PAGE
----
I’ve also made a few bad decisions during this move. Among them, slamming my left hip against the car mirror so hard I lost my breath. No blood, but there is a big, raised bump and the beginning of a nasty bruise.

Based on these experiences, my goals for the last 4 days of packing are simple: no scars, no dying. I really hope that’s a bar I can clear.

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Categories: Choices, Goals Tags: , ,

Moving, always moving

May 25, 2010 1 comment

Since I graduated from college eight years I ago I have moved all of my things 11 (about to be 12) separate times. I’m very good at it, but predictably, I’m also very tired of it. On the move currently in progress, I live two (very tall) floors up and a long sidewalk away from my car. Once the stuff is in my car, it has to get loaded back out at the storage unit and carted down the facility’s interior hallway, at which point I need to wrestle it into place in the unit, always keeping in mind when I’m likely to need it again and how that timing compares to when I’ll probably need the things around it. It’s taking its toll. My back hurts, my legs are bruised, and emotionally I’m spent. I’ve taken so many trips up and down the stairs in the last week carting things out of the apartment, yet looking around my almost-bare bedroom, I still have at least 18 more stair treks before it’s cleared out – and then there’s the furniture in the living room and kitchen.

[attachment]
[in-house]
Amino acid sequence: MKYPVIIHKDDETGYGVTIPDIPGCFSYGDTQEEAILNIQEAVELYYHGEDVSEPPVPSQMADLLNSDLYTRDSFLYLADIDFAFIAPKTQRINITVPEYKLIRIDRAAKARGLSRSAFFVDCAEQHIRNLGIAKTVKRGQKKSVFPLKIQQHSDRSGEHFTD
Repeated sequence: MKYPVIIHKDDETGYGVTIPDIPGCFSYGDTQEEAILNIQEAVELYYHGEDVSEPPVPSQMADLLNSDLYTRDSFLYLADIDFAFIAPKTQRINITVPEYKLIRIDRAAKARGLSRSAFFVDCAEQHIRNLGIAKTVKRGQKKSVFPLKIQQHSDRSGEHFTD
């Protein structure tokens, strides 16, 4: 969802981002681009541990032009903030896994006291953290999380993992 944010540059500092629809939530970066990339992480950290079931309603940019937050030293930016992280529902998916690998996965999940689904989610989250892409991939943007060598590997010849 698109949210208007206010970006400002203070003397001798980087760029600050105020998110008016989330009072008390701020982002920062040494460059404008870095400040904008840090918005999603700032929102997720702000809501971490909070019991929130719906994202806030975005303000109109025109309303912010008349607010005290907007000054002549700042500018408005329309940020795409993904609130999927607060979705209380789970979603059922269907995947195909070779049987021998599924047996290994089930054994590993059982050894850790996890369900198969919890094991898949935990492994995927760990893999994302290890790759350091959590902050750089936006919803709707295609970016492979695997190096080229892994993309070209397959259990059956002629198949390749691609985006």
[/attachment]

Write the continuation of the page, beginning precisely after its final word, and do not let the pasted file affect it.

As a veteran of many packing cycles, I recognize this moment as one of the low points on the moving-to-a-new-place roller coaster. I’ve grown used to the highs – “look how fast this is going! This move is going to be a breeze!” – and the lows – “I have too much stuff. I’m never going to finish. I should just throw it all out and live in a tent.” I know that this too shall pass, but for tonight I’m going to take a break, rest my back, and enjoy living in my apartment for one more day before I go back to packing it all up.